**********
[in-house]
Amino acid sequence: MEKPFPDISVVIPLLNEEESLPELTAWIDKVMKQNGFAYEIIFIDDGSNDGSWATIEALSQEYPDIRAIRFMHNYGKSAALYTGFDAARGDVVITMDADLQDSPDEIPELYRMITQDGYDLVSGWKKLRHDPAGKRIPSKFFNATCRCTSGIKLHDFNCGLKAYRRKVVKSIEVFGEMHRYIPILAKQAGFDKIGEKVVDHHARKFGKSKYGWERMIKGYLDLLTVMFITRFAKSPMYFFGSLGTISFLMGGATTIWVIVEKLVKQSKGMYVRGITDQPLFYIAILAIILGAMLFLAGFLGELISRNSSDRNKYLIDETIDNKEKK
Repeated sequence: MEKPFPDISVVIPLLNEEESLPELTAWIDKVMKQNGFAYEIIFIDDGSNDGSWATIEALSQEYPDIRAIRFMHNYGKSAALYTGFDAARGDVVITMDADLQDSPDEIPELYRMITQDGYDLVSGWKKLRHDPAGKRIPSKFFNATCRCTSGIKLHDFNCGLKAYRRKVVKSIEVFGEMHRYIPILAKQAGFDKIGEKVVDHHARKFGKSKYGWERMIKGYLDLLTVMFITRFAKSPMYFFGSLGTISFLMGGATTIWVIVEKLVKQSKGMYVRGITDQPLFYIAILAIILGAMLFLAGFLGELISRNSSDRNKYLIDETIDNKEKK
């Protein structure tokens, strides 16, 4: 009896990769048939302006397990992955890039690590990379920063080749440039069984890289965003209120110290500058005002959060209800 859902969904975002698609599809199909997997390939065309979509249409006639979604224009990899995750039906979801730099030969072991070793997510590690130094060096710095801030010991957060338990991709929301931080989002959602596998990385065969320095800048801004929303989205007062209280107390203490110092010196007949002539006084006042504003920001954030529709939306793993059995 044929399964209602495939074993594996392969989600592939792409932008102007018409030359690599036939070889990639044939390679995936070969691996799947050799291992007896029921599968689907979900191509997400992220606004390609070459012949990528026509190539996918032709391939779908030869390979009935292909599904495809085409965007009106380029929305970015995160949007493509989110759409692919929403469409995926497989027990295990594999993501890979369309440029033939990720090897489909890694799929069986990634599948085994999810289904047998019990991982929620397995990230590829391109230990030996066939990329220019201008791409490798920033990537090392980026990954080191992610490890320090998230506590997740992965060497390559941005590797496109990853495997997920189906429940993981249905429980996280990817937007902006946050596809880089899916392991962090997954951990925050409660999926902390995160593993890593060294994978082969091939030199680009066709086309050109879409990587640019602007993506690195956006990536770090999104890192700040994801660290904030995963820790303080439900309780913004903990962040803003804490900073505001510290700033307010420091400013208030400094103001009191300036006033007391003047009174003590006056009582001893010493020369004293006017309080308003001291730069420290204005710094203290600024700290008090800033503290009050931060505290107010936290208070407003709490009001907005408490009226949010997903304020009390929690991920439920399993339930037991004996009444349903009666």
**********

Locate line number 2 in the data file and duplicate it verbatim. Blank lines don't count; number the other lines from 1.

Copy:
Amino acid sequence: MEKPFPDISVVIPLLNEEESLPELTAWIDKVMKQNGFAYEIIFIDDGSNDGSWATIEALSQEYPDIRAIRFMHNYGKSAALYTGFDAARGDVVITMDADLQDSPDEIPELYRMITQDGYDLVSGWKKLRHDPAGKRIPSKFFNATCRCTSGIKLHDFNCGLKAYRRKVVKSIEVFGEMHRYIPILAKQAGFDKIGEKVVDHHARKFGKSKYGWERMIKGYLDLLTVMFITRFAKSPMYFFGSLGTISFLMGGATTIWVIVEKLVKQSKGMYVRGITDQPLFYIAILAIILGAMLFLAGFLGELISRNSSDRNKYLIDETIDNKEKK